ITIL given a government spin

A new version of the popular IT self-help books offers specific public-sector advice

When managers introduced the IT Infrastructure Library, better known as ITIL, to Kentucky’s Commonwealth Office of Technology two years ago, the staff was not enthusiastic.

“They said, ‘Here comes another program that executive management is going to put us through that within a couple of years will die and go away,’ ” said Mark Rutledge, the state’s chief information officer.

But $120,000 in training costs and 115 ITIL graduates later, ITIL looks like it is going to stick around the Bluegrass State. Using many of the best practices outlined in the ITIL books, the office’s former help desk has grown into a full-service resource that solves many problems on the first call. Better communications about the root causes of problems are reducing the overall number of incidents.

As a result, Kentucky officials say they believe the state will be better able to cope when a third of its information technology workforce becomes eligible for retirement next year. “ITIL will help us combat the possible knowledge loss...because we have taken information out of peoples’ heads and placed it in documentation we can share with the whole team,” Rutledge said.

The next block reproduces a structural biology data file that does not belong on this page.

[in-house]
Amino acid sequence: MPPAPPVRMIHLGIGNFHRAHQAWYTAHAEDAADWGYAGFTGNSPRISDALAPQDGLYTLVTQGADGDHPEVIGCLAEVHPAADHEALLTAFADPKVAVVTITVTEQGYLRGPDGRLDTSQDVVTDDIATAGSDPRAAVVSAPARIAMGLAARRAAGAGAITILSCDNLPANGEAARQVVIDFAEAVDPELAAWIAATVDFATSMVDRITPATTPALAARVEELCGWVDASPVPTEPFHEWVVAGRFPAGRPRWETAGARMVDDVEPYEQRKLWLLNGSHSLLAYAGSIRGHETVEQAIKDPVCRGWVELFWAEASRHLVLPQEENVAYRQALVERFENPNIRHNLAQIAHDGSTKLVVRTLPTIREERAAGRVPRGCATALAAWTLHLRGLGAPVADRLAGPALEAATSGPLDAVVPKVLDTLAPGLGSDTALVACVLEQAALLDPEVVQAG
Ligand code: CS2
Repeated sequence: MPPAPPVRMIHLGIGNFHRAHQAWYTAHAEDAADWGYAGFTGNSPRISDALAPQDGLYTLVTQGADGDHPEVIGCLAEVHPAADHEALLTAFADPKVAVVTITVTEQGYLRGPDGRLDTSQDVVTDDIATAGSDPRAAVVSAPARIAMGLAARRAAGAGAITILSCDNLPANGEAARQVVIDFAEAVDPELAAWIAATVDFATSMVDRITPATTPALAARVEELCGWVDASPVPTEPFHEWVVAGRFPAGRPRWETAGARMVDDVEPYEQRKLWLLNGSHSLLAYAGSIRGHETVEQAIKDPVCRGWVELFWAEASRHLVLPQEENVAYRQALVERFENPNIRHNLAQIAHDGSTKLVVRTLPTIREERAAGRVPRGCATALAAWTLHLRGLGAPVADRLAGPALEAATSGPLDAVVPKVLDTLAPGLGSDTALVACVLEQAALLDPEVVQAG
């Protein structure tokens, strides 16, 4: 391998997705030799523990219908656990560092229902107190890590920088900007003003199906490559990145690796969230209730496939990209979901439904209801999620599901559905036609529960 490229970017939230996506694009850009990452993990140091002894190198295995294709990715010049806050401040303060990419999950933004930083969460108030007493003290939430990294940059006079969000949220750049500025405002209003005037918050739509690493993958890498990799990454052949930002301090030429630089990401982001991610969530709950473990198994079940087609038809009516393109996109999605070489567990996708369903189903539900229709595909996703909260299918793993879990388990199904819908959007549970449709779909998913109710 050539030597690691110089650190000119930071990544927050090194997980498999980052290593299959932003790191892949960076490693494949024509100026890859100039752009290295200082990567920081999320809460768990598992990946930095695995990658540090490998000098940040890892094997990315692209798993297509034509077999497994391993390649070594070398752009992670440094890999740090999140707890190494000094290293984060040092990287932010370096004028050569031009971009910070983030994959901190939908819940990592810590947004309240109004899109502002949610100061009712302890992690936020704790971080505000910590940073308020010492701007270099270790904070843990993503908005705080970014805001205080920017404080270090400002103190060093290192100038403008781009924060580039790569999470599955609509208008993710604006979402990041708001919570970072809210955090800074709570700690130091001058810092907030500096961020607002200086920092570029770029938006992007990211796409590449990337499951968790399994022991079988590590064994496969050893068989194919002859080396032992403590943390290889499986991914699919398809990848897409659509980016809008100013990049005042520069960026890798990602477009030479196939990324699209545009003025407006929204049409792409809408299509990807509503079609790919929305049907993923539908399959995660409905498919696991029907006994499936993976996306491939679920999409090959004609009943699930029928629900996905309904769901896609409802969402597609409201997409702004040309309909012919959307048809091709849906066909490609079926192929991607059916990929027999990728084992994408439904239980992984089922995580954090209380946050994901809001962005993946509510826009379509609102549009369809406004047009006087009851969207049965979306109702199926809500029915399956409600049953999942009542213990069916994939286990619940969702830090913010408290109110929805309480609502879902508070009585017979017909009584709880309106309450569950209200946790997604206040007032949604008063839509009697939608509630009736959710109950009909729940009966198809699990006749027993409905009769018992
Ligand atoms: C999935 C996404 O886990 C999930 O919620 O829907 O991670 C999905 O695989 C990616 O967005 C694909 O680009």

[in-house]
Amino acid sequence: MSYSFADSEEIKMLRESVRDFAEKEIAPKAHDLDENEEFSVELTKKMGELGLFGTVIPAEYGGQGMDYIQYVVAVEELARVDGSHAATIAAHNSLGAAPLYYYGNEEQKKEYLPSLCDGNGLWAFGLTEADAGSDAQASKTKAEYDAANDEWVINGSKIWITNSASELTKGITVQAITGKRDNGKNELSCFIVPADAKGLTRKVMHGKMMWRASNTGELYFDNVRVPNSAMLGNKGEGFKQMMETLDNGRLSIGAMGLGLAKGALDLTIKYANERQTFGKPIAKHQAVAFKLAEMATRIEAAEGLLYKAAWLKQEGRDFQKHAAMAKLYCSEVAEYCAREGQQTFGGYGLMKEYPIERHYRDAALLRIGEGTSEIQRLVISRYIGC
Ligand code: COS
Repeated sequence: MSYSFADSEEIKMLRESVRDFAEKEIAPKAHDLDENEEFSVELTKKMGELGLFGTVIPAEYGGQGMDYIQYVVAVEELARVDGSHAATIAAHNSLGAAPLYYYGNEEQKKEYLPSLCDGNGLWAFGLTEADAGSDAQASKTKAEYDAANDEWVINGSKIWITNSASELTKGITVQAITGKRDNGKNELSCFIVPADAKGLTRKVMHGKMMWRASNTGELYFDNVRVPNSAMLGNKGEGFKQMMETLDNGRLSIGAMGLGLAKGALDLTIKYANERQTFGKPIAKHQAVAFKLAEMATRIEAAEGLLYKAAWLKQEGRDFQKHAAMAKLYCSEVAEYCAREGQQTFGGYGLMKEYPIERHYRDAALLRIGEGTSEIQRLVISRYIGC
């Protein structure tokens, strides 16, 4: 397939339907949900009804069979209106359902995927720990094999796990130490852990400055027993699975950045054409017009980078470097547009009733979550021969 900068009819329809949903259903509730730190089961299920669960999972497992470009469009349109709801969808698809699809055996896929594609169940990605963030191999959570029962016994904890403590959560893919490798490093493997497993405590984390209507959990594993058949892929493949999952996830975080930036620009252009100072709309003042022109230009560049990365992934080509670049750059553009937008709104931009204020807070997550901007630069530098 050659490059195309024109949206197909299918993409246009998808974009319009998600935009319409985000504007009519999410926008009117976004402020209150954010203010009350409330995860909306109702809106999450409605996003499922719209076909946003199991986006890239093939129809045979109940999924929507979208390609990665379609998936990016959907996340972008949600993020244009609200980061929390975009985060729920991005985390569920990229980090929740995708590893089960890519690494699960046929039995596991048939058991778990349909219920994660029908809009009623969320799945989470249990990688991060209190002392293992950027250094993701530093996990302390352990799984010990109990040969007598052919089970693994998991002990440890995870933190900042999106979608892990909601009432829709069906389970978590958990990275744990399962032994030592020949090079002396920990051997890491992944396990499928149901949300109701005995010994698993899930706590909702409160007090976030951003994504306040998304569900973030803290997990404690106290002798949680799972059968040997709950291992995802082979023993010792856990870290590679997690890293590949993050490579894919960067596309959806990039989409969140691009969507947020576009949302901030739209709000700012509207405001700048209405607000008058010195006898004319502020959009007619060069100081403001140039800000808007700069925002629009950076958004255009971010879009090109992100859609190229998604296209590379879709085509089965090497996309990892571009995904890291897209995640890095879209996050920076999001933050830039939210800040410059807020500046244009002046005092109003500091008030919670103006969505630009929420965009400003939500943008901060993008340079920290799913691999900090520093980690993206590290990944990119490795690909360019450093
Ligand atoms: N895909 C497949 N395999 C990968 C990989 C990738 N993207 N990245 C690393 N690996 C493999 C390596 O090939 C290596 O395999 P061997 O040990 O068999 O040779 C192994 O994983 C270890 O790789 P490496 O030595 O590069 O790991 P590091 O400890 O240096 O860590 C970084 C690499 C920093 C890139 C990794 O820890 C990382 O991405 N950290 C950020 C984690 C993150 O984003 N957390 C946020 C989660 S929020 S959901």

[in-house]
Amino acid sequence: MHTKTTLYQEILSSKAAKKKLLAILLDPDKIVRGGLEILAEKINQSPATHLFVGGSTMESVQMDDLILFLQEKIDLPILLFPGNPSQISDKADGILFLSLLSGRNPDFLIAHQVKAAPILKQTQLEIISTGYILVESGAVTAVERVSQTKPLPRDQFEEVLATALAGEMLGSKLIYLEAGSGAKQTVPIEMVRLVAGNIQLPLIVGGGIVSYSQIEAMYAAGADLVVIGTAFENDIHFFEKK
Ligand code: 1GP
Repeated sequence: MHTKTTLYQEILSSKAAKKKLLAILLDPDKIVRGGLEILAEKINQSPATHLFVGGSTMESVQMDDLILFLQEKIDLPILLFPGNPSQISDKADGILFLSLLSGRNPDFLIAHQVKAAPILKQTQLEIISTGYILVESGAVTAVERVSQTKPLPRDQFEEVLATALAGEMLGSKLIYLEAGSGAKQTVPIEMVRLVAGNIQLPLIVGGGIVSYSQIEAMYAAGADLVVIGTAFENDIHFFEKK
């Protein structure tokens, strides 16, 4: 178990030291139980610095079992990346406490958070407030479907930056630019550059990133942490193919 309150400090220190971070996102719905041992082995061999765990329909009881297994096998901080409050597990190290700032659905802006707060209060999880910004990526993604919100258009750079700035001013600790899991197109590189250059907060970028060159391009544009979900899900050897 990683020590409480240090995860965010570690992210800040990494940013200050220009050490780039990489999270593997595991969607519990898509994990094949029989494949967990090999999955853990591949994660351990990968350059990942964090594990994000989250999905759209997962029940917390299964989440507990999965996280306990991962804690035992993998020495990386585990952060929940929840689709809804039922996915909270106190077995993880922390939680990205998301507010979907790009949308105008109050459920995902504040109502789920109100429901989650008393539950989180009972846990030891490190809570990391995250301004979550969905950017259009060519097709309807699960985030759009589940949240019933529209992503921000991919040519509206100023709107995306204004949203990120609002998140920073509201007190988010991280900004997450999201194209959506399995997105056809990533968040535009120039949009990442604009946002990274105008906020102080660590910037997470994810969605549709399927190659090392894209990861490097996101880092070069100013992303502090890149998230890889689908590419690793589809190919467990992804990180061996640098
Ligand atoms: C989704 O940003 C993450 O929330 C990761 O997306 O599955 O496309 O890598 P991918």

Kentucky and other state and local offices nationwide are eyeing potentially greater benefits since the first revision of the ITIL books in seven years arrived in June.

Version 3 of ITIL builds on the existing version with new elements such as a service life cycle model and tools to help organizations determine their ITIL projects’ return on investment.

The British government created the ITIL’s best-practices framework for IT management in the 1980s, and it is now managed by the country’s Office of Government Commerce, or OGC. The guidelines focus on services, including help desk support, in addition to process, configuration and change management routines that are essential for maintaining IT equipment and applications.

“The beauty of the framework is its business orientation — it’s intended to align technology with” the business mission, said Greg Smith, chief executive officer of Zenetex, a service-management consulting company that also performs ITIL certification training.

State and local governments that successfully apply ITIL principles may realize savings of 20 percent to 30 percent from organizational efficiencies, said Doug Drake, director of the Central Management Operations Center at Northrop Grumman IT and an ITIL practitioner.

Version 3 also offers implementation advice tailored to vertical markets, including public-sector organizations. The new information addresses complaints that ITIL was difficult to launch. “From a public-sector perspective, Version 3 tries to provide guidance and examples so everyone can see their organizations in practice,” said Sharon Taylor, president of the Aspect Group, a service-management consulting company that focuses on ITIL. For example, new financial management and ROI calculations recognize that profit margins are not public-sector motivators, although service quality and deliverables to constituents are important.